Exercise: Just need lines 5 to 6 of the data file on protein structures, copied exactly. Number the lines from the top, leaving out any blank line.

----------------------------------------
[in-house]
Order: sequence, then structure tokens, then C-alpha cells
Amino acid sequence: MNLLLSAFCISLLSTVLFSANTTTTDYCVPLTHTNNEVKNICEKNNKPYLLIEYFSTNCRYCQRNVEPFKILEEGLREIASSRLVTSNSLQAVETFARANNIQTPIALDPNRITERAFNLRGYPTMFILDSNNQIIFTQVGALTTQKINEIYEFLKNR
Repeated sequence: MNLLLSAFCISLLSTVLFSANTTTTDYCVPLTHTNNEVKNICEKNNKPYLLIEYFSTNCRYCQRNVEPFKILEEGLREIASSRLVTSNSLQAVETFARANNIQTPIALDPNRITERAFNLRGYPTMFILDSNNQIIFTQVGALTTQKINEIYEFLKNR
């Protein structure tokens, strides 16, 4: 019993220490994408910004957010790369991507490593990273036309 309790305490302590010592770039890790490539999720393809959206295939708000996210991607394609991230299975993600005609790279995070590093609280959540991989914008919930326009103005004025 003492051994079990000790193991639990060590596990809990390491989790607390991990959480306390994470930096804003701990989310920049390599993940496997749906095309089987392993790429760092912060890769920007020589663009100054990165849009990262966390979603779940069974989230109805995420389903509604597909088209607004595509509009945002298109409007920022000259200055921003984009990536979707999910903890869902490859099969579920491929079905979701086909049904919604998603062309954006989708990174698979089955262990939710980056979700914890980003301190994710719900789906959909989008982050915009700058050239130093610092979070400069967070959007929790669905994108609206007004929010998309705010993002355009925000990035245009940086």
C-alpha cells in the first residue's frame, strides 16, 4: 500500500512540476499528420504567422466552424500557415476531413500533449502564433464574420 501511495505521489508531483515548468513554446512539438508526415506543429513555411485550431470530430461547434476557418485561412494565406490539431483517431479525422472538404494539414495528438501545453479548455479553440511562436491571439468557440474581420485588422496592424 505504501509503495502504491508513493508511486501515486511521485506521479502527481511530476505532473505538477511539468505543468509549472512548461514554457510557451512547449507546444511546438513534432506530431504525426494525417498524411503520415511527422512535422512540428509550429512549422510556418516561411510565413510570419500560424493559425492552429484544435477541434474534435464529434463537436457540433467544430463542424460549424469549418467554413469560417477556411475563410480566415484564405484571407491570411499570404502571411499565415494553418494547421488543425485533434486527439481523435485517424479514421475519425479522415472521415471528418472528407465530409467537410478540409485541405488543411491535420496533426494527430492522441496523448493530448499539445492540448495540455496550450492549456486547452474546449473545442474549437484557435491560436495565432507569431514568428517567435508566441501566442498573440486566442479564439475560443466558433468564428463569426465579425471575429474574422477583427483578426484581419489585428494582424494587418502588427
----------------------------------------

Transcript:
């Protein structure tokens, strides 16, 4: 019993220490994408910004957010790369991507490593990273036309 309790305490302590010592770039890790490539999720393809959206295939708000996210991607394609991230299975993600005609790279995070590093609280959540991989914008919930326009103005004025 003492051994079990000790193991639990060590596990809990390491989790607390991990959480306390994470930096804003701990989310920049390599993940496997749906095309089987392993790429760092912060890769920007020589663009100054990165849009990262966390979603779940069974989230109805995420389903509604597909088209607004595509509009945002298109409007920022000259200055921003984009990536979707999910903890869902490859099969579920491929079905979701086909049904919604998603062309954006989708990174698979089955262990939710980056979700914890980003301190994710719900789906959909989008982050915009700058050239130093610092979070400069967070959007929790669905994108609206007004929010998309705010993002355009925000990035245009940086």
C-alpha cells in the first residue's frame, strides 16, 4: 500500500512540476499528420504567422466552424500557415476531413500533449502564433464574420 501511495505521489508531483515548468513554446512539438508526415506543429513555411485550431470530430461547434476557418485561412494565406490539431483517431479525422472538404494539414495528438501545453479548455479553440511562436491571439468557440474581420485588422496592424 505504501509503495502504491508513493508511486501515486511521485506521479502527481511530476505532473505538477511539468505543468509549472512548461514554457510557451512547449507546444511546438513534432506530431504525426494525417498524411503520415511527422512535422512540428509550429512549422510556418516561411510565413510570419500560424493559425492552429484544435477541434474534435464529434463537436457540433467544430463542424460549424469549418467554413469560417477556411475563410480566415484564405484571407491570411499570404502571411499565415494553418494547421488543425485533434486527439481523435485517424479514421475519425479522415472521415471528418472528407465530409467537410478540409485541405488543411491535420496533426494527430492522441496523448493530448499539445492540448495540455496550450492549456486547452474546449473545442474549437484557435491560436495565432507569431514568428517567435508566441501566442498573440486566442479564439475560443466558433468564428463569426465579425471575429474574422477583427483578426484581419489585428494582424494587418502588427